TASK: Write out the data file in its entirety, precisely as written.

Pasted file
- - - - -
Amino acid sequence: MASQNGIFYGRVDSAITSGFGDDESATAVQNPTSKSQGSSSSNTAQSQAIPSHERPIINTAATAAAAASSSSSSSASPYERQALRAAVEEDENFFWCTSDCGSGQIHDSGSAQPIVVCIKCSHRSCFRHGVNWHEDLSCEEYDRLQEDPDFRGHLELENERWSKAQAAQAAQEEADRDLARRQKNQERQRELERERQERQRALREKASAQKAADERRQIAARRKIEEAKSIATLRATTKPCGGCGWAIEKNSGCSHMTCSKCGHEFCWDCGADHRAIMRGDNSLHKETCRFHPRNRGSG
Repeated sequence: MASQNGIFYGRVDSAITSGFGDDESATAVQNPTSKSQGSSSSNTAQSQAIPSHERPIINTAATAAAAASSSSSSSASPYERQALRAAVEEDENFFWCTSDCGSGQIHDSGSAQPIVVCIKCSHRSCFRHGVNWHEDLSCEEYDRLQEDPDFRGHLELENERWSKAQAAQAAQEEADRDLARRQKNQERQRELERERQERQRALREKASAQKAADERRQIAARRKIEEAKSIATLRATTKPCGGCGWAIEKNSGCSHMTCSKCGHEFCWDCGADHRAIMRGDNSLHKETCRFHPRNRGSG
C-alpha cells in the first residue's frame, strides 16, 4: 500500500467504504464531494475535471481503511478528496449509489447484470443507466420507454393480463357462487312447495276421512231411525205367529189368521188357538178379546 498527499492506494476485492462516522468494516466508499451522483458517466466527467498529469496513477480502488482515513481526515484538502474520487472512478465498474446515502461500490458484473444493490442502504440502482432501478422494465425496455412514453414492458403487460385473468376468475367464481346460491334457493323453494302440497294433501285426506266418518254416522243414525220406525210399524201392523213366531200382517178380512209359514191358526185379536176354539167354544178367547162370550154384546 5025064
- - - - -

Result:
Amino acid sequence: MASQNGIFYGRVDSAITSGFGDDESATAVQNPTSKSQGSSSSNTAQSQAIPSHERPIINTAATAAAAASSSSSSSASPYERQALRAAVEEDENFFWCTSDCGSGQIHDSGSAQPIVVCIKCSHRSCFRHGVNWHEDLSCEEYDRLQEDPDFRGHLELENERWSKAQAAQAAQEEADRDLARRQKNQERQRELERERQERQRALREKASAQKAADERRQIAARRKIEEAKSIATLRATTKPCGGCGWAIEKNSGCSHMTCSKCGHEFCWDCGADHRAIMRGDNSLHKETCRFHPRNRGSG
Repeated sequence: MASQNGIFYGRVDSAITSGFGDDESATAVQNPTSKSQGSSSSNTAQSQAIPSHERPIINTAATAAAAASSSSSSSASPYERQALRAAVEEDENFFWCTSDCGSGQIHDSGSAQPIVVCIKCSHRSCFRHGVNWHEDLSCEEYDRLQEDPDFRGHLELENERWSKAQAAQAAQEEADRDLARRQKNQERQRELERERQERQRALREKASAQKAADERRQIAARRKIEEAKSIATLRATTKPCGGCGWAIEKNSGCSHMTCSKCGHEFCWDCGADHRAIMRGDNSLHKETCRFHPRNRGSG
C-alpha cells in the first residue's frame, strides 16, 4: 500500500467504504464531494475535471481503511478528496449509489447484470443507466420507454393480463357462487312447495276421512231411525205367529189368521188357538178379546 498527499492506494476485492462516522468494516466508499451522483458517466466527467498529469496513477480502488482515513481526515484538502474520487472512478465498474446515502461500490458484473444493490442502504440502482432501478422494465425496455412514453414492458403487460385473468376468475367464481346460491334457493323453494302440497294433501285426506266418518254416522243414525220406525210399524201392523213366531200382517178380512209359514191358526185379536176354539167354544178367547162370550154384546 5025064